Tuesday, January 27, 2009
Embassy Day 1
As I was in the Hotel Business Center last night, the lady who was making copies for me noticed our son's name on his passport, and we began a conversation about when, where, why and all of that. The gentleman watching the door was listening in and came over to me and thanked me for adopting one of India's children. He said something to the affect of "God bless the good people of the world like you." And while I know his words were sincere, I don't really know how to feel about such a statement of which we are surely not worthy. If anything Leslie and I strongly feel that we are the lucky ones to have been allowed the opportunity to find Manu, and any noble intent would be second or third to our simple desire to have a baby. But, after visiting India and the Children's Home, we are happy now that we were able to do our very small part to help a very large problem. I don't think anyone can grasp truly the enormity of the situation here until you see it for yourself.
We set the alarm for 6am, so of course Manu wakes up hungry at 5:30. I made a bottle and Leslie fed him while I tried to get a little more sleep. Truthfully I think I got about 5 1/2 hours of sleep last night, which is the most so far. At least 2 nights during the past week I think I have only got about 1 solid hour. Not because of Manu, just too many thoughts swimming through my head to fall asleep. Well this morning I decided to start taking some antibiotics that we brought with us. For a couple of days I have had a stuffy head and a sore throat, but this morning I could barely breath and my throat was on fire. We started Manu on some a few days ago for an infection he brought with him from Ashraya, and now I think I've got it too. I tried laying back down, but to no avail, so we all got up and started getting ourselves ready. Manu was in a pretty good mood this morning, I think he got more sleep last night too, so changing and dressing him went smoothly. At about 7am we headed downstairs for breakfast. Manu didn't want to go in the high-chair this time, so we took turns holding him while the other ate. Back to the room to collect our things before our driver was to pick us up at 8. About halfway to the room I realized that I had developed a case of "Delhi Belly", I think from some pickles I ate last night against my better judgement, and I was suddenly worried that I would be dealing with this while we were far from the hotel. Luckily I had taken the azithromycin a few hours earlier for my throat, and it can do double duty for this too. So I popped a couple of Imodium and we headed out.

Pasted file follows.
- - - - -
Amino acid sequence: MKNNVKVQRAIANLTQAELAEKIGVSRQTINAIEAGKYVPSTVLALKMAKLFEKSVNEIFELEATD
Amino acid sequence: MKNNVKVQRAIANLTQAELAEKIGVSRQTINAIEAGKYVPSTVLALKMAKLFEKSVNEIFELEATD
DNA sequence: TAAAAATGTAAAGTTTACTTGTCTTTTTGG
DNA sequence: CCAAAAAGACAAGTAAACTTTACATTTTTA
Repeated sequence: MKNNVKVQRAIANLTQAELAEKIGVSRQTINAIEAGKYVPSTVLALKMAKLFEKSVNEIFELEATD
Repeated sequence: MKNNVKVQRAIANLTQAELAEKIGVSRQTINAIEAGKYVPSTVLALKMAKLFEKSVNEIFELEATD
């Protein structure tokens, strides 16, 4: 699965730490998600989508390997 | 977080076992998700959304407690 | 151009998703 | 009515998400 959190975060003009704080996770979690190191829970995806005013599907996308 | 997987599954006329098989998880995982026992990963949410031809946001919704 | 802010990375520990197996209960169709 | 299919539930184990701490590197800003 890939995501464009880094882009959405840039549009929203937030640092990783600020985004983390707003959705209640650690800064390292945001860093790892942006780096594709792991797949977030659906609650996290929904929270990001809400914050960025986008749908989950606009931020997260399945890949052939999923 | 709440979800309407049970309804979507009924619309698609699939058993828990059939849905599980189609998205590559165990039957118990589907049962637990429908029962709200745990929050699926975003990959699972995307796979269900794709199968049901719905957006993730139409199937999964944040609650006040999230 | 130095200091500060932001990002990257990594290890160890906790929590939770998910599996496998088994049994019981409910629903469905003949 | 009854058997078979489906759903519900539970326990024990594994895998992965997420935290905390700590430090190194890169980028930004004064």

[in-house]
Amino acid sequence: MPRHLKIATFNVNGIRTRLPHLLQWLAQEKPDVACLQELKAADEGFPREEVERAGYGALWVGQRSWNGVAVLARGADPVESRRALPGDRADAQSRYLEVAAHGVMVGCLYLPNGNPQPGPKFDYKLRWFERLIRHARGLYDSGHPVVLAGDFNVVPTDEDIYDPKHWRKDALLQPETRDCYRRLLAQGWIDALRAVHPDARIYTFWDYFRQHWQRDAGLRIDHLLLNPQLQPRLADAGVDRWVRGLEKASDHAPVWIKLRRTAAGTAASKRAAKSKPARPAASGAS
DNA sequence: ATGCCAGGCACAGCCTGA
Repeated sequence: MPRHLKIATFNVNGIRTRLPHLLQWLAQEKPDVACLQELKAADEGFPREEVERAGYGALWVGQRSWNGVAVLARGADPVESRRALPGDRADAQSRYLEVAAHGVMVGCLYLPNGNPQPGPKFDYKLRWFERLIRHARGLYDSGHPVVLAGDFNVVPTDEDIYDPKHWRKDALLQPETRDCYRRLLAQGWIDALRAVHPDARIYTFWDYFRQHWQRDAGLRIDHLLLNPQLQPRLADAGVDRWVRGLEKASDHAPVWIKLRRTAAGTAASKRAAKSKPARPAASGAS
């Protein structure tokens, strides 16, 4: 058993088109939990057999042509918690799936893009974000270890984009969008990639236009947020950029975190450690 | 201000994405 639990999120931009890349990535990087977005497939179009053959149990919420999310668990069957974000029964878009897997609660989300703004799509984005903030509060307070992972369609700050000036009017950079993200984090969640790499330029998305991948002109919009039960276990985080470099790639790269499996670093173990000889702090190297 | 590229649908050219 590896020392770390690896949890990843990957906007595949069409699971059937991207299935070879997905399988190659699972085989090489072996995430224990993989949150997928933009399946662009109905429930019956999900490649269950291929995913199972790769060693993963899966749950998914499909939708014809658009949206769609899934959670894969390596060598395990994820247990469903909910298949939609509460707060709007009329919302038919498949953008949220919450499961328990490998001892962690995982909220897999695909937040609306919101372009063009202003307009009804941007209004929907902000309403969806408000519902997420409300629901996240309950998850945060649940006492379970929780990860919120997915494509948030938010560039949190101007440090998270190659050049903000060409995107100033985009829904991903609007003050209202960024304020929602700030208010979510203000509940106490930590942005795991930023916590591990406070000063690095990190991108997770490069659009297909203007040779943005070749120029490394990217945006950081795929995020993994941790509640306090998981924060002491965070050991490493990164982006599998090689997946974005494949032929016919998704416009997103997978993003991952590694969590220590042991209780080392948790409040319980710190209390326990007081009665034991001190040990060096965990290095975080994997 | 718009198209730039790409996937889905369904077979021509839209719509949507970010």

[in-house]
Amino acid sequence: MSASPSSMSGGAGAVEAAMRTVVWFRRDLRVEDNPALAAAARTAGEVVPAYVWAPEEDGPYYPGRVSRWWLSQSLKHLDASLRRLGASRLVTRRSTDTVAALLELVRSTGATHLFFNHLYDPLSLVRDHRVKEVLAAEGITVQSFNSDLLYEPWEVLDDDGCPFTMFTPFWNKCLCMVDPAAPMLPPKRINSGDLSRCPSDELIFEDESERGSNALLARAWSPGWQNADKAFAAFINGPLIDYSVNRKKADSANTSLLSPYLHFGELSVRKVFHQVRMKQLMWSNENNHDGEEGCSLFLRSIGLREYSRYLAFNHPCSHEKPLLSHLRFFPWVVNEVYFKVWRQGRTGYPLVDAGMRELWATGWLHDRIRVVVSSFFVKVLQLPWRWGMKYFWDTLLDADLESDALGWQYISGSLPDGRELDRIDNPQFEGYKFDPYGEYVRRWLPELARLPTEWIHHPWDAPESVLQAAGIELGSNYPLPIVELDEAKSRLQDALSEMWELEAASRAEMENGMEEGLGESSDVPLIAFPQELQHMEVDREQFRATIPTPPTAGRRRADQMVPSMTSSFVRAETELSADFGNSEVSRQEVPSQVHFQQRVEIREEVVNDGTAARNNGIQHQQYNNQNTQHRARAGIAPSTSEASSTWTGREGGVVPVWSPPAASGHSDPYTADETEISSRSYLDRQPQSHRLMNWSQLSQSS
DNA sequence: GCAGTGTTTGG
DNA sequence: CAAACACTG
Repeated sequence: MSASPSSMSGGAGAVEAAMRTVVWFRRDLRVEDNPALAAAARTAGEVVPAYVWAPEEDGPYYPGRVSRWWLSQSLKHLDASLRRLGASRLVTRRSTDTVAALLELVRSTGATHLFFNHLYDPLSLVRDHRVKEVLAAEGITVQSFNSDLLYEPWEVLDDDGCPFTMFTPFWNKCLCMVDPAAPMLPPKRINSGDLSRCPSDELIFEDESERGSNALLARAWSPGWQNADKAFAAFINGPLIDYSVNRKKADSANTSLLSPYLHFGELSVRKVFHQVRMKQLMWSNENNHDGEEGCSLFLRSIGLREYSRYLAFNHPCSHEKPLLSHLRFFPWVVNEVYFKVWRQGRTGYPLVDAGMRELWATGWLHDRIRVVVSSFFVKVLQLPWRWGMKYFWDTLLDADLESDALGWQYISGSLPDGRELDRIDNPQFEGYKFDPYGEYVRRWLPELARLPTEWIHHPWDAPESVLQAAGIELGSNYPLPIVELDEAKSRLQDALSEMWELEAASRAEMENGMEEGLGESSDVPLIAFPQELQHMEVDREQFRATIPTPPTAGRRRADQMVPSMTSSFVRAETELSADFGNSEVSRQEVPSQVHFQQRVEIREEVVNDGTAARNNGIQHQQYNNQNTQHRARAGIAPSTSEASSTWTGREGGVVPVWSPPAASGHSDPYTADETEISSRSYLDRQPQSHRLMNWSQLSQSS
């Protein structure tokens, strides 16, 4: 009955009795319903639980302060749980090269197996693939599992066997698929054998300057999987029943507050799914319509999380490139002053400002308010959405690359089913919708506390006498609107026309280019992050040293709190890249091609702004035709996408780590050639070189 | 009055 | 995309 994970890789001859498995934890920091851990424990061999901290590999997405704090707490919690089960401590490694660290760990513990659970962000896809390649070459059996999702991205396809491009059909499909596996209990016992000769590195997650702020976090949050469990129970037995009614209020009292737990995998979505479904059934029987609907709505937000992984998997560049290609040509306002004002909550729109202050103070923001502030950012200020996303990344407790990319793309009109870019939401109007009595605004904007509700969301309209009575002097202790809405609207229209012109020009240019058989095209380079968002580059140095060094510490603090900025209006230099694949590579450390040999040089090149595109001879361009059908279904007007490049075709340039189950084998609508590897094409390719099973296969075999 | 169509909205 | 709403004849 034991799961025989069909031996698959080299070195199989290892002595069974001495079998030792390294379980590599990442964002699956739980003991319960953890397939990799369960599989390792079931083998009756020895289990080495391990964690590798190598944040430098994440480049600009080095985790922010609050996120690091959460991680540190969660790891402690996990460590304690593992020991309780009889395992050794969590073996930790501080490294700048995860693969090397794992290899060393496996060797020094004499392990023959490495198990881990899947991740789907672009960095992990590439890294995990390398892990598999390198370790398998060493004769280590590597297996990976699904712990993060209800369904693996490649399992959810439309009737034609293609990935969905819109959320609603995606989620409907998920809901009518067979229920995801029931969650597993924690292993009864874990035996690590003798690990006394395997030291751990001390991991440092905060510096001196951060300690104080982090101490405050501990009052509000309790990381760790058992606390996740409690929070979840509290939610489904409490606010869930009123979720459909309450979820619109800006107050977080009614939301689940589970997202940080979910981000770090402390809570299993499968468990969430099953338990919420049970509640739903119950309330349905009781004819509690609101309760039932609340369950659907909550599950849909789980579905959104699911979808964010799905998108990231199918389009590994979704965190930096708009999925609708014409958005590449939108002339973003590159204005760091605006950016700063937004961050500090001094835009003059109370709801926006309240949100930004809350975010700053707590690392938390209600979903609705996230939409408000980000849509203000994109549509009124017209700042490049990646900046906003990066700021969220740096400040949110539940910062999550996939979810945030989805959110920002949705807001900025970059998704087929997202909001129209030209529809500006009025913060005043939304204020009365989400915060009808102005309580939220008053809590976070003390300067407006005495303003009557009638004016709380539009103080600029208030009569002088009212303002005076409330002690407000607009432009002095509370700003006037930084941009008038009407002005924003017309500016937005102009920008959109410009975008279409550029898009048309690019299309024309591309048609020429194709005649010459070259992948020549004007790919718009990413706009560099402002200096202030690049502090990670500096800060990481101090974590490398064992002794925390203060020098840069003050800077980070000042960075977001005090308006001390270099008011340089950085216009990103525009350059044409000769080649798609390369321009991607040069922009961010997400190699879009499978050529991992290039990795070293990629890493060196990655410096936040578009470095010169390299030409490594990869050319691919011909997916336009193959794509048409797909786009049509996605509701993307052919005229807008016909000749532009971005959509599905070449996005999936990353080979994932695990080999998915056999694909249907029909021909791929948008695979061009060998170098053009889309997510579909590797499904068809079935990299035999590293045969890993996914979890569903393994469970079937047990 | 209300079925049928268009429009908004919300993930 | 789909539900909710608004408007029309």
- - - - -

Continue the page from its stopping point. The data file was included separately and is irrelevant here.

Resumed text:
Driving through the streets I begin to notice a contradiction of sorts. All along the way there were ads and billboards for luxury and leisure items, "Green Delhi" campaign signs, and other trappings of a stable, affluent economy. The problem is, looking around, beside, or below any of these signs and you are bound to see half-dressed and/or filthy children, homeless beggars or other indications that real life in Delhi is not how they want it to be portrayed. There surely is a priveledged class here, but you have to look hard to find them.